Can we extend Schwartz’s value theory in order to measure organizational Values? Using a pilot study in the context of University.

Nnebedum, Chigozie and Daniela, wetzelhutter and Johann, Bacher and Jacques, De Wet (2019) Can we extend Schwartz’s value theory in order to measure organizational Values? Using a pilot study in the context of University. In: 8th European Survey Research Conference, Zagreb Croatia.

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The rate at which organizations are increasing with propensity in every sphere and arena of social life is indicative of its importance in the society. Organizations have perceived importance on the lives of those within it. The modern society's structure ought to be stretched to include relations between the persons living in it (Scott 1981). Society as well as organizations are dynamic and keep changing in the very structural elements and values of which it is composed (Coleman, 1974). Practices and standards shared by members living in the same environment can be referred to as organizational values (Tindale, Smith, Thomas, Filins, & Sheffey, 1996.) In other words they can also include shared mental representations about organizational principles. Different approaches have been proposed in order to measure values of organization (e.g. Borg et al., 2011; Ros & Grad, 1991). The most prominent example is Rokeach (1973). Rokeach (1973:5) defines value as an "enduring belief that a specific mode of conduct or end-state of existence is personally or socially preferable to an opposite or converse mode of conduct or end-state of existence". Based on this, he developed a value-survey (RVS) consisting of two lists of values - measuring instrumental (preferable behavioral) and terminal (desirable and end-state existing) values. Rokeach (1973, p.38) even proposes to apply its instrument for “a group, a social organization, a total society, or even an ideal society”. Most recently, Tuulik et al. (2016) pointed out, that the RVS (Rokeach Value Survey) was and is still popular and widespread used. However, they (ibid) concluded “the values lists are not sufficiently relevant enough today to measure and describe the wide and colorful variety of values” (p.151) by mentioning certain dispensable value. Besides, researcher may face difficulties regarding cross-cultural comparisons as well, since non-comparable interpretations of those values are limiting the usability (ibid). Building on Rokeach's theory of values, Schwartz developed the theory further focussing on human and cultural values (Schwartz 1992; 2008; 2012). Although he incorporated many views of Rokeach, Schwartz did improve Rokeach's theory, which does not adequately explain the underlying structure of value systems.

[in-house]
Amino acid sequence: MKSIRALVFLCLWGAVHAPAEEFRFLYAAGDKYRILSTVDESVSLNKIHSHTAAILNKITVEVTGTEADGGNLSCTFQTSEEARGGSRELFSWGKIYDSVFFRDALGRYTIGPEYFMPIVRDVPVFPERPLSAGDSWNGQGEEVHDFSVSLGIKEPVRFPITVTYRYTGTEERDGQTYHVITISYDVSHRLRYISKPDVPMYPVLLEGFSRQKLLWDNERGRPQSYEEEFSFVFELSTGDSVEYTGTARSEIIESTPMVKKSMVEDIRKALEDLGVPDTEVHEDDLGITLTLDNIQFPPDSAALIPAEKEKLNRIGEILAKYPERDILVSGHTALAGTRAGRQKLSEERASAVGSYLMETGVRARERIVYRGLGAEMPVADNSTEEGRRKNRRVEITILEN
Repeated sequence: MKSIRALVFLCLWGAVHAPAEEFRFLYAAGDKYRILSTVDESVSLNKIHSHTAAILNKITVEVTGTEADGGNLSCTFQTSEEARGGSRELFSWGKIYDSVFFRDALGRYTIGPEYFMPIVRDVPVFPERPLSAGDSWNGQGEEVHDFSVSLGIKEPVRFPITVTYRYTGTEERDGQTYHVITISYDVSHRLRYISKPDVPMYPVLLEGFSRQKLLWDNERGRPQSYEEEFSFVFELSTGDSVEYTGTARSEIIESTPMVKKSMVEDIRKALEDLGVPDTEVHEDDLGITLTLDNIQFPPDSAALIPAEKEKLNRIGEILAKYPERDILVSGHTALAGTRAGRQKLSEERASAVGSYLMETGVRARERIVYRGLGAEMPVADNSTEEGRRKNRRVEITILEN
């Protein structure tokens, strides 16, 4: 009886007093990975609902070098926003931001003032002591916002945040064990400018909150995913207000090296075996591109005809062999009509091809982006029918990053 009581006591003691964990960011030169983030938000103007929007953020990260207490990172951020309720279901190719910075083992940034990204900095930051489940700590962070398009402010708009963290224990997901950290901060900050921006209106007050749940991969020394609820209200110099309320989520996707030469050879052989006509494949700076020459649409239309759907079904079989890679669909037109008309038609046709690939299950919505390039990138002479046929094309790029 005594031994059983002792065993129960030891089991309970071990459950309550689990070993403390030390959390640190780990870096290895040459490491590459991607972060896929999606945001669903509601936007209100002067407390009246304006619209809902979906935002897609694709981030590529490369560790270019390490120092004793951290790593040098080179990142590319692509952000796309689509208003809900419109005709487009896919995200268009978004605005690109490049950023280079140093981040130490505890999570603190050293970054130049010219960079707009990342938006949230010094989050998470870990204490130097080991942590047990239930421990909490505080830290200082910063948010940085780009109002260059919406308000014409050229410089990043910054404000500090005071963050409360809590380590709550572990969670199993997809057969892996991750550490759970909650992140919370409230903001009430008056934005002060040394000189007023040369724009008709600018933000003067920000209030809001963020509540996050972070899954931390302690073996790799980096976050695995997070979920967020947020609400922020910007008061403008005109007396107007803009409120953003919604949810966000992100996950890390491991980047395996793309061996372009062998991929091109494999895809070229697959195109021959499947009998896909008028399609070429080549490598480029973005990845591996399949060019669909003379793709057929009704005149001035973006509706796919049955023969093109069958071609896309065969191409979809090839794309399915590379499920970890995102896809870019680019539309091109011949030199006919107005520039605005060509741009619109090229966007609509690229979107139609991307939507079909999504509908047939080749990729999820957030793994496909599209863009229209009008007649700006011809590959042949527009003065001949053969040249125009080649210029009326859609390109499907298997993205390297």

Item Type: Conference or Workshop Item (Paper)
Subjects: H Social Sciences > H Social Sciences (General)
Divisions: Faculty of Management and Social Sciences
Depositing User: mrs chioma hannah
Date Deposited: 09 Oct 2019 14:16
Last Modified: 10 Oct 2019 11:11

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